There are seventeen weight classes in men’s boxing, excluding a bridgerweight division that appears for now to be dead on the launch pad. Only three currently feature fighters who hold all four (WBA/WBC/IBF/WBO) of the major alphabet belts in their division: Devin Haney, Jermell Charlo, and Saul Alvarez. 

Naoya Inoue briefly joined them in late 2022 but vacated at bantamweight to pursue titles at Jr. featherweight. Josh Taylor had them all a year ago but has given up or been stripped three since a debated February 2022 victory over Jack Catterall. Throw in several fighters with 2 or 3 of the major belts (Oleksandr Usyk, Artur Beterbiev, Gennadiy Golovkin, Errol Spence, Stephen Fulton, Murodjon Akhmadaliev), and one could argue we are living through one of the least chaotic title scenes since the IBF and WBO further muddied the waters in the 1980s.     

It’s still more chaotic than the title scene women’s boxing has right now and we’re set to get more clarity there on Saturday (DAZN, 8 PM EST).

Women’s boxing has fifteen widely recognized weight classes ranging from 102 pounds (atomweight) to 168 pounds (super middleweight). There are occasionally fights contested for titles above that but the talent pools are so thin as to essentially make super middleweight the top of the scale.

Five of those divisions have undisputed queens:

  •     Franchon Crews-Dezurn (168)
  •     Claressa Shields (160)
  •     Jessica McCaskill (147)
  •     Chantelle Cameron (140)
  •     Katie Taylor (135)

This weekend, barring a draw, featherweight and Jr. lightweight will swell the number of undisputed champions to seven in fifteen weight classes. There are also partially unified titlists like Natasha Jonas, Jessica Nery Plata, and Yokasta Valle.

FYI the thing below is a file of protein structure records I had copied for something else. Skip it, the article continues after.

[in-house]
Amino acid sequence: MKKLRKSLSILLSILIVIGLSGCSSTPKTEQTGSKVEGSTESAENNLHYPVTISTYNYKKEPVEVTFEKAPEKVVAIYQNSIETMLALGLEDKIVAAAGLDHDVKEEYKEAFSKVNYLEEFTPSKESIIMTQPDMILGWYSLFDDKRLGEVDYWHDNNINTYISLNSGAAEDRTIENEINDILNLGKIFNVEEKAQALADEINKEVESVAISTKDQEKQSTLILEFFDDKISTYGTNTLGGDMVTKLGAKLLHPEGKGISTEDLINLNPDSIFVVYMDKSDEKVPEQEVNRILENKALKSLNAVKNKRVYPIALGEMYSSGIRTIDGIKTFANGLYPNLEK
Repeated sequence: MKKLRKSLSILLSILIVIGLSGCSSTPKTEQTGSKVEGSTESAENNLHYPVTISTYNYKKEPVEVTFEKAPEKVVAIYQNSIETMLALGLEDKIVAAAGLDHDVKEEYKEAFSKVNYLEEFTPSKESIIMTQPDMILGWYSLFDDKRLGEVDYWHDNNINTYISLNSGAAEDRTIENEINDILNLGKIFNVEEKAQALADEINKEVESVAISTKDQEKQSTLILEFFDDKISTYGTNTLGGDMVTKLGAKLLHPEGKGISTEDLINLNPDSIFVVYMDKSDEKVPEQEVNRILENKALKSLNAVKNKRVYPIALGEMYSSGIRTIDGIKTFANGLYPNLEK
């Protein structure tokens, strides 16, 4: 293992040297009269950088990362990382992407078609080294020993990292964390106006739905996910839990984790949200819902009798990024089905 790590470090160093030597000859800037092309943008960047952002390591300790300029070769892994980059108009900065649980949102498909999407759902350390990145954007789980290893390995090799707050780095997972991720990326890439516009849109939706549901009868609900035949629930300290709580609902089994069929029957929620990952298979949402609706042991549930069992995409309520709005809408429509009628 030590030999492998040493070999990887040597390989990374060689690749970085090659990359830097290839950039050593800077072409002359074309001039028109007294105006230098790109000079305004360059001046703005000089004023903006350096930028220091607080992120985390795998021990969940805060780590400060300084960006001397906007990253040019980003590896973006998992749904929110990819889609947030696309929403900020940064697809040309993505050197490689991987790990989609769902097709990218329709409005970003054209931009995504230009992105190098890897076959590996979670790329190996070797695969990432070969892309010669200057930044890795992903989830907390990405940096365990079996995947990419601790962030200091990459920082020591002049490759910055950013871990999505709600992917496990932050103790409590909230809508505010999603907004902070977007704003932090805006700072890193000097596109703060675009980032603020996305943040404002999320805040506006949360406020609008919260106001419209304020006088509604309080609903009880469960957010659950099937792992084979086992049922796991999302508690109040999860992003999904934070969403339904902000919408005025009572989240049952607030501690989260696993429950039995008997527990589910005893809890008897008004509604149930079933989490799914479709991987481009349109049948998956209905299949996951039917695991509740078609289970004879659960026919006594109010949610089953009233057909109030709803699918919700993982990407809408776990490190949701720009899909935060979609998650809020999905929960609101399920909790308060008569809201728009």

Coming off what can easily be argued as the best year in women’s boxing history, in the ring and at the box office, the fights this weekend lean into why the long struggling women’s side of the sport seems to be growing.

The bottom line: they’re fighting the fights. 

While women’s boxing isn’t knocking on the sort of big dollar doors men’s boxing has at its highest levels, we’re a far cry from the inconsistent ability to even get TV we’ve seen in the years since Christy Martin hit the cover of Sports Illustrated. 

The 34-year old Serrano (43-2-1, 30 KO), Puerto Rican-born and calling Brooklyn home, will headline this weekend at the Madison Square Garden Theatre. The WBC, IBF, IBO and WBO featherweight titlist will face Mexico’s 32-year old WBA titlist Erika Cruz Hernandez (15-1, 3 KO). Serrano has won titles in every weight class from 115 to 140 pounds but never been undisputed. Hernandez is the obstacle in her path.

On the undercard, at Jr. lightweight, 28-year old Alycia Baumgardner (13-1, 7 KO) of Detroit will carry her WBC, IBF, IBO and WBO titles into a defense against France’s 31-year old Elhem Mekhaled (15-1, 3 KO). The vacant WBA strap will also be on the line meaning the winner leaves with all the marbles. 

It’s not just the belt collection that’s appealing. Not every ‘undisputed’ fight is particularly interesting (see: Inoue-Paul Butler) before or during the fight. It’s the clash we’re seeing between these top talents as well. 

Serrano’s failed challenge of Taylor last year at lightweight made for a genuine superfight. Shields, who also has a lineal claim at Jr. middleweight, holds a win over Crews-Dezurn. Taylor has a win over the unified Jr. middleweight titlist Jonas. Before Baumgardner won a unification clash with Mikaela Mayer last year,  she won her first belt with a knockout of Terri Harper. Harper has since won a belt at Jr. middleweight and she and Jonas fought a few years ago to a draw at Jr. lightweight. Cameron defended her Jr. welterweight titles (and added two more vacant titles) in a clash of champions with McCaskill late last year.

This is a model for the sort of competition boxing fans say they want to see and it’s got to be a part of why respect for women’s boxing around the boxing world is up. While the depth in any of the women’s divisions still lags well behind their men’s counterparts, their top talents are putting their best fist forward and there is no sign of it stopping.

This weekend could set the stage for possibilities like Serrano-Taylor II, Serrano-Baumgardner, or new forces emerging in Hernandez and Mekhaled. In boxing, almost as important as getting the right big fights is having the next fight to look forward to and thinking there is at least a better than even chance we’ll see it.  

Saturday is a card that fulfills that notion.  

Cliff Rold is the Managing Editor of BoxingScene, a founding member of the Transnational Boxing Rankings Board, a member of the International Boxing Research Organization, and a member of the Boxing Writers Association of America.